Class action lawsuits are an extremely important tool, but the case of Seraji v. Capital Management Services is an example of a class action handled very badly. Capital Management Services is a debt collection agency that, according to the complaint, left—potentially—millions of voicemail messages that violated the Fair Debt Collection Practices Act. The messages violated the FDCPA because collectors for Capital Management did not identify the company or disclose that they were debt collectors collecting a debt.
Capital Mangement revealed that over 1 million consumers may have been affected. Since the FDCPA provides for statutory damages of up to $1,000, that means its potential liability was over $1 billion, plus attorney fees and costs. Knowing this, the plaintiffs’ attorneys should probably have declined to seek class certification. The FDCPA limits recovery in class actions to $500,000 or 1% of a debt collector’s net worth. For Capital Management, that meant the maximum recovery would be $36,000. For a million people. $36,000 is well below 1% of the potential damages. That’s basically just giving up and going home, as far as the consumers are concerned.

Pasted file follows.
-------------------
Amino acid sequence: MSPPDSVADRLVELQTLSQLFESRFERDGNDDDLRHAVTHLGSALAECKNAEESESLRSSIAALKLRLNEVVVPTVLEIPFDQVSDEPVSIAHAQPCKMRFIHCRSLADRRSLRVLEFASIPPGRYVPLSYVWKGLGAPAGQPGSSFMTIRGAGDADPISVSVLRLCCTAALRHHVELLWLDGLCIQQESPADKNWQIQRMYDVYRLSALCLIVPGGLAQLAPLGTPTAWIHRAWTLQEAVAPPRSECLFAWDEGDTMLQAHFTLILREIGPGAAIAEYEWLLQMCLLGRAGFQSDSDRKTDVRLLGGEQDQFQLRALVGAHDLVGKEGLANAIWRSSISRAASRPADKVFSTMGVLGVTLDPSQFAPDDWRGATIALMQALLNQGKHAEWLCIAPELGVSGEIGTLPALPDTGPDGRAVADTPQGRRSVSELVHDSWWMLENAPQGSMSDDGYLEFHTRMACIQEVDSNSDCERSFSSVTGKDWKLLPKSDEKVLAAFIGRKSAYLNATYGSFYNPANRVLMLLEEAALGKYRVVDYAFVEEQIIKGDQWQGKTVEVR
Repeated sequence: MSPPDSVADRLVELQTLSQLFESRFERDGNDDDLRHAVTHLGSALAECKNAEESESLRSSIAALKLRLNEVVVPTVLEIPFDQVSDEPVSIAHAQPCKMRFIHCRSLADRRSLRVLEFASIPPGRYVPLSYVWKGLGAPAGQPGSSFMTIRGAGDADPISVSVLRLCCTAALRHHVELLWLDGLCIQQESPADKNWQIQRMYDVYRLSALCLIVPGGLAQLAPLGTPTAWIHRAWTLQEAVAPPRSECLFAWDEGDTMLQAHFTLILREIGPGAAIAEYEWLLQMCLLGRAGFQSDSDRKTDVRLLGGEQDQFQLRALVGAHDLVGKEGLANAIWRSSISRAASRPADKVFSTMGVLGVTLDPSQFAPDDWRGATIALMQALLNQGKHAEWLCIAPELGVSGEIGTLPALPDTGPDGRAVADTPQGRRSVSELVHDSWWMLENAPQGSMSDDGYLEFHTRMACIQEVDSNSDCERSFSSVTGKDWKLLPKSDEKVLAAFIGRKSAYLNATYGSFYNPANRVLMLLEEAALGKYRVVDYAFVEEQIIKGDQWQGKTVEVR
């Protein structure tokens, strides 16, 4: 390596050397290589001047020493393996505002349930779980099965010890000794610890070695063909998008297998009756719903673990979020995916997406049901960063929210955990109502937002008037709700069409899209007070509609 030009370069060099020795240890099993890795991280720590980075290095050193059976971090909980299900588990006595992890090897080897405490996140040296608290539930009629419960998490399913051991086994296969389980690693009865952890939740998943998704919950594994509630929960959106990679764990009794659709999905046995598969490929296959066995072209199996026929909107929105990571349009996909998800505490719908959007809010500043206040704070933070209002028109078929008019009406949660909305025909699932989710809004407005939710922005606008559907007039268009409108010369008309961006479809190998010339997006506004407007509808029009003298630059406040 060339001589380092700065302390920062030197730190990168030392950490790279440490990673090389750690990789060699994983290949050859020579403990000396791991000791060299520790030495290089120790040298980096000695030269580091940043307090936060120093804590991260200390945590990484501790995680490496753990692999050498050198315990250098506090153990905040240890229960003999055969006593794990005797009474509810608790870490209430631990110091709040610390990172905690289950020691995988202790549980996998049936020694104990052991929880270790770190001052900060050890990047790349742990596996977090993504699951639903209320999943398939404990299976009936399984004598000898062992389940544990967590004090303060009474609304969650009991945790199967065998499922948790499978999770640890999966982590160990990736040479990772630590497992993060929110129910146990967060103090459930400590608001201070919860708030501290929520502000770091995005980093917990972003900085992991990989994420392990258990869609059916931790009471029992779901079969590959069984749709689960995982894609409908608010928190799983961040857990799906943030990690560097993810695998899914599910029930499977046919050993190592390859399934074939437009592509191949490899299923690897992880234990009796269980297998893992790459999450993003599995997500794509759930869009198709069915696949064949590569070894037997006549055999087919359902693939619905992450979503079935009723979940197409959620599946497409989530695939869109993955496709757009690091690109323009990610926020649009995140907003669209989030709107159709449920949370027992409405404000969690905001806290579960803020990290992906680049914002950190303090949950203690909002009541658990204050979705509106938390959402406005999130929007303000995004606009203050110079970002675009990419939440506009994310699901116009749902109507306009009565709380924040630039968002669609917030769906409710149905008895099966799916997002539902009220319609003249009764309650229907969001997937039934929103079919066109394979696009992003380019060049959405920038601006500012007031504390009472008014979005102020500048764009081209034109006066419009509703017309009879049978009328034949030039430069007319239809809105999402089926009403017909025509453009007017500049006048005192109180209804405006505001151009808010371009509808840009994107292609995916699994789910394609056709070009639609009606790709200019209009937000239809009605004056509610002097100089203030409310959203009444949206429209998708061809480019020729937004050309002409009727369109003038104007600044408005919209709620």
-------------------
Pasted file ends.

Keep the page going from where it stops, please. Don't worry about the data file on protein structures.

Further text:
But the plaintiffs went ahead and agreed to accept just $20,000, anyway. They also agreed that the class would be an “opt-out class,” meaning class members would automatically be included in the class unless they affirmatively opted out. Notice was to be by publication in USA Today only. The class counsel told the court that the notice by publication in USA Today “provides the reader with sufficient information to determine whether he or she is a member of the class.” But it doesn’t, for two reasons.
First, less than 1% of American households subscribe to USA Today. Even fewer are likely to read the legal notices. So the attorneys and the court could be relatively certain that almost nobody would see the notice and find out about the class action and proposed settlement.
Second, the whole point of the lawsuit was that Capital Management’s collectors did not identify themselves. In other words, class members did not know who was calling them, and so—by definition—they did not know who they were. The notice in this case was worthless.
Well, not entirely worthless, class counsel Philip Stern and Robert Arleo took home $84,250 as their compensation for wiping out a billion dollars in consumers’ FDCPA claims. Call this one a big win for the bad guys.